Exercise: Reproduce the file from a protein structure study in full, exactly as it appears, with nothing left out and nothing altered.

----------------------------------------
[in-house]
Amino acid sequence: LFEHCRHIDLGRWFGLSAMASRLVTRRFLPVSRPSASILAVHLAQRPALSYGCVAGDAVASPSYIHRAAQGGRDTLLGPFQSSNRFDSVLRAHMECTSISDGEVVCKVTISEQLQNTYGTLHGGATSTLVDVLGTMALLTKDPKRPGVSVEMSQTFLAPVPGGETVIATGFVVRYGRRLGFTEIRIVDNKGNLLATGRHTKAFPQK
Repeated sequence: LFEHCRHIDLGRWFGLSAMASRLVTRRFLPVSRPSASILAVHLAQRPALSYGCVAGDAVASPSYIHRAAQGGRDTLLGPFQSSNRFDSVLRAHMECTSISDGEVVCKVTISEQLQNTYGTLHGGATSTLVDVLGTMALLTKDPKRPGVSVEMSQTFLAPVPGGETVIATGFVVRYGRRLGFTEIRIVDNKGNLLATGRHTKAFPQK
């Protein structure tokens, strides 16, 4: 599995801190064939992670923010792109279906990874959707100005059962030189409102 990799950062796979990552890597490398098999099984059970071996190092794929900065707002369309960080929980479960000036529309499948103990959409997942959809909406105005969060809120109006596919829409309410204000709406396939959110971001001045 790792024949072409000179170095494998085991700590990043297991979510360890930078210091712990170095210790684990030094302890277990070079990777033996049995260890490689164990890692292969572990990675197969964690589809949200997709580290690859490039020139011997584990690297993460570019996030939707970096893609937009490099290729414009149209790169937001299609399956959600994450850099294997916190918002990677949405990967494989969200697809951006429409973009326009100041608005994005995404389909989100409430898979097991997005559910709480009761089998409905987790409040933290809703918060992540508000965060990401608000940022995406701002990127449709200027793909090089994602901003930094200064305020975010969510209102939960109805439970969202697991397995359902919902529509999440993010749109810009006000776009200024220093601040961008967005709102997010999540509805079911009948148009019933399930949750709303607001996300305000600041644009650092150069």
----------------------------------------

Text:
[in-house]
Amino acid sequence: LFEHCRHIDLGRWFGLSAMASRLVTRRFLPVSRPSASILAVHLAQRPALSYGCVAGDAVASPSYIHRAAQGGRDTLLGPFQSSNRFDSVLRAHMECTSISDGEVVCKVTISEQLQNTYGTLHGGATSTLVDVLGTMALLTKDPKRPGVSVEMSQTFLAPVPGGETVIATGFVVRYGRRLGFTEIRIVDNKGNLLATGRHTKAFPQK
Repeated sequence: LFEHCRHIDLGRWFGLSAMASRLVTRRFLPVSRPSASILAVHLAQRPALSYGCVAGDAVASPSYIHRAAQGGRDTLLGPFQSSNRFDSVLRAHMECTSISDGEVVCKVTISEQLQNTYGTLHGGATSTLVDVLGTMALLTKDPKRPGVSVEMSQTFLAPVPGGETVIATGFVVRYGRRLGFTEIRIVDNKGNLLATGRHTKAFPQK
């Protein structure tokens, strides 16, 4: 599995801190064939992670923010792109279906990874959707100005059962030189409102 990799950062796979990552890597490398098999099984059970071996190092794929900065707002369309960080929980479960000036529309499948103990959409997942959809909406105005969060809120109006596919829409309410204000709406396939959110971001001045 790792024949072409000179170095494998085991700590990043297991979510360890930078210091712990170095210790684990030094302890277990070079990777033996049995260890490689164990890692292969572990990675197969964690589809949200997709580290690859490039020139011997584990690297993460570019996030939707970096893609937009490099290729414009149209790169937001299609399956959600994450850099294997916190918002990677949405990967494989969200697809951006429409973009326009100041608005994005995404389909989100409430898979097991997005559910709480009761089998409905987790409040933290809703918060992540508000965060990401608000940022995406701002990127449709200027793909090089994602901003930094200064305020975010969510209102939960109805439970969202697991397995359902919902529509999440993010749109810009006000776009200024220093601040961008967005709102997010999540509805079911009948148009019933399930949750709303607001996300305000600041644009650092150069």